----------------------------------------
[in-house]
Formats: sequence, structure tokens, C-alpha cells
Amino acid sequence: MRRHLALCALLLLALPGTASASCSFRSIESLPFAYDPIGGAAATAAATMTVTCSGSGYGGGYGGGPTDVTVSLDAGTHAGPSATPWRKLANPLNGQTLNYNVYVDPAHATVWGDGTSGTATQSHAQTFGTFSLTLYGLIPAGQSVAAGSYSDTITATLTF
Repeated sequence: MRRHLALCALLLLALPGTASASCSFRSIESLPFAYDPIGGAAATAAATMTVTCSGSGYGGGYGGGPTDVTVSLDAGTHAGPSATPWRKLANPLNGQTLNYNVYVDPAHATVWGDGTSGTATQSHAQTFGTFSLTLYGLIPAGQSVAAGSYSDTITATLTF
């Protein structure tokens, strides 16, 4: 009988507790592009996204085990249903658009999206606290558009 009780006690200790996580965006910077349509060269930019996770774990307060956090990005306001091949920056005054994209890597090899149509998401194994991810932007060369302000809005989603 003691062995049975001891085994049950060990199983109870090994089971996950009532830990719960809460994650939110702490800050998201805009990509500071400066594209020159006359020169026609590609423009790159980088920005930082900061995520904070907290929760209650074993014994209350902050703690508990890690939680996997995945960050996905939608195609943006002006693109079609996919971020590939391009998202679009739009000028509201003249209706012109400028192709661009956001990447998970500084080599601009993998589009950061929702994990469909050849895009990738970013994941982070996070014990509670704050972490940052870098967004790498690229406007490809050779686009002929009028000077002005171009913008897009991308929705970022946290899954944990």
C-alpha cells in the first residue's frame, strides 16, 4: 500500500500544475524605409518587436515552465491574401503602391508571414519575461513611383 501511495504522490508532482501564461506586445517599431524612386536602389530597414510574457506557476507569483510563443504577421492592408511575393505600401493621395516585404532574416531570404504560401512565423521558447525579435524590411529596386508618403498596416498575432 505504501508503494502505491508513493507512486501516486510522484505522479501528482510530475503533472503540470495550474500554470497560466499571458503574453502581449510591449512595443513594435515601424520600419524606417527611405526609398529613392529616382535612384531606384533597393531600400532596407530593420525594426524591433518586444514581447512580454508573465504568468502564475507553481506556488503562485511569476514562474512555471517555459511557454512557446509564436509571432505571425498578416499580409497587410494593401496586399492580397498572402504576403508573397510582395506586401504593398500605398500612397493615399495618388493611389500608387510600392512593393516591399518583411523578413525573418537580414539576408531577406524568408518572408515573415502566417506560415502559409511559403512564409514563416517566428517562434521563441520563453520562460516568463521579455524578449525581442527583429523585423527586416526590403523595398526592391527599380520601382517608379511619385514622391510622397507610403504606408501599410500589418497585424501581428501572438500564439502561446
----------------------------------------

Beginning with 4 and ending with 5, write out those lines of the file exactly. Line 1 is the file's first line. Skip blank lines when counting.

Repeated sequence: MRRHLALCALLLLALPGTASASCSFRSIESLPFAYDPIGGAAATAAATMTVTCSGSGYGGGYGGGPTDVTVSLDAGTHAGPSATPWRKLANPLNGQTLNYNVYVDPAHATVWGDGTSGTATQSHAQTFGTFSLTLYGLIPAGQSVAAGSYSDTITATLTF
């Protein structure tokens, strides 16, 4: 009988507790592009996204085990249903658009999206606290558009 009780006690200790996580965006910077349509060269930019996770774990307060956090990005306001091949920056005054994209890597090899149509998401194994991810932007060369302000809005989603 003691062995049975001891085994049950060990199983109870090994089971996950009532830990719960809460994650939110702490800050998201805009990509500071400066594209020159006359020169026609590609423009790159980088920005930082900061995520904070907290929760209650074993014994209350902050703690508990890690939680996997995945960050996905939608195609943006002006693109079609996919971020590939391009998202679009739009000028509201003249209706012109400028192709661009956001990447998970500084080599601009993998589009950061929702994990469909050849895009990738970013994941982070996070014990509670704050972490940052870098967004790498690229406007490809050779686009002929009028000077002005171009913008897009991308929705970022946290899954944990």